Loan of $126K to $157K to start rental investment?

4 Replies

I am almost ready to purchase my first rental. The way I am doing this is by putting a mortgage or ELOC on a piece of property. I believe that I should be able to get between $126K to $157K. Now here is the question, would you use this cash as a down payment and buy multiple homes, or buy one or possibly two homes for cash? and how would you pay off the original load and grow the investment?

@Carl Talley  

Look up what "leverage" and make a decision from there.  I googled the term for you, the link is below this should get you started.

There are plenty of strategies to pay off your mortgage and grow your investment. Depending on which avenue you take will determine which strategy is best. Are you buying turnkey properties or distressed properties that need rehab? Are you buying Single Family Houses or Multifamiles? Are you buying for appreciation or cash flow? 

@Nick Rutkowski Thank you for your response. I should have been more clear in the description of my situation. I currently own a large track of land free and clear. I believe that I can leverage that property for $126K to $157K. So If I am able to get that cash on a 30 year loan at say 6%, I would have to make a payment of $760 to $950. I want to use that cash to purchase cash flowing properties, preferably multifamily. As far as turnkey or distressed, I would prefer to have the properties needing minimal work. I would like to keep some of the cash as a reserve for any unexpected problems. I was wondering how others might invest. Would you use the cash to purchase properties for cash, or get other mortgages/loans.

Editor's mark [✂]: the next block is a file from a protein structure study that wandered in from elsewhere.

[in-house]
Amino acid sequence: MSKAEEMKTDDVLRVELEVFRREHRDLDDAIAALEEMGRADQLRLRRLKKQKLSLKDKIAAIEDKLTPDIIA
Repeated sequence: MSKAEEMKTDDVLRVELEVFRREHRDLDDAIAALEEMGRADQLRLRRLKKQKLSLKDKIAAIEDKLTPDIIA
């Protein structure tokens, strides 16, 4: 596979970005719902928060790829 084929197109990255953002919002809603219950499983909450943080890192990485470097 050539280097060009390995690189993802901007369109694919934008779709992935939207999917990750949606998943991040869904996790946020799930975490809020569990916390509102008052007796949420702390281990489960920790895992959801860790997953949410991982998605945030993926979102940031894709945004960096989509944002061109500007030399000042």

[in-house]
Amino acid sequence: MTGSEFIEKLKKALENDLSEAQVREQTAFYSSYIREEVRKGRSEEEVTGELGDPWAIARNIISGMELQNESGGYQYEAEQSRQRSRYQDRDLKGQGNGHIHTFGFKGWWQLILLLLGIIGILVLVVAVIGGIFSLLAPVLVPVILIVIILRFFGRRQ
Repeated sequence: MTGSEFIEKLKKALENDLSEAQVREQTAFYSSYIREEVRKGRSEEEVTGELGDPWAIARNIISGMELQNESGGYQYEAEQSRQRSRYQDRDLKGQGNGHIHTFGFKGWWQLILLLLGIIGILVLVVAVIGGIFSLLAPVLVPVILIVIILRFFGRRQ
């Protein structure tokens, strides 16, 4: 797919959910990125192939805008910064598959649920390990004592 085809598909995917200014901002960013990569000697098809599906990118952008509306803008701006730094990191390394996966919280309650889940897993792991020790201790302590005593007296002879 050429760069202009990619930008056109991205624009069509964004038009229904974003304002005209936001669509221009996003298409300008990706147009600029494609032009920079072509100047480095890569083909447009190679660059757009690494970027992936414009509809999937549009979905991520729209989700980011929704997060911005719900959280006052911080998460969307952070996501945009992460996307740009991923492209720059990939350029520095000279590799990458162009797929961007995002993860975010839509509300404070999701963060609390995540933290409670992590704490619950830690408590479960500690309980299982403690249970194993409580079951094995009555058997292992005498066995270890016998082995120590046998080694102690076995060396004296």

I will only try to get one before getting carried away. Most of the areas home prices are or getting too expensive to make sense. In not very distant future the down hill ride is not fun for investors.  

This is basically asking the "pay cash or leverage" debate question, and you'll get every variance of response for it. Some people insist paying cash is safest and some (like me) vote leverage every time. But before I defend that position too hard, I do see you're in Florida and that makes me want to clarify... I think leveraging is the absolute best, depending on whether or not you're buying solid cash flow properties. I'm only triggered to say that because if you're buying locally, most places in FL won't cash flow. So I don't advocate leveraging if there isn't cash flow, but if there is then I definitely stand by it.

Here's details on comparing the options-

Just a bit more on when to leverage...just be sure the cash flow return will be higher than the interest rate on the mortgage or ELOC. Otherwise it doesn't work out as well.

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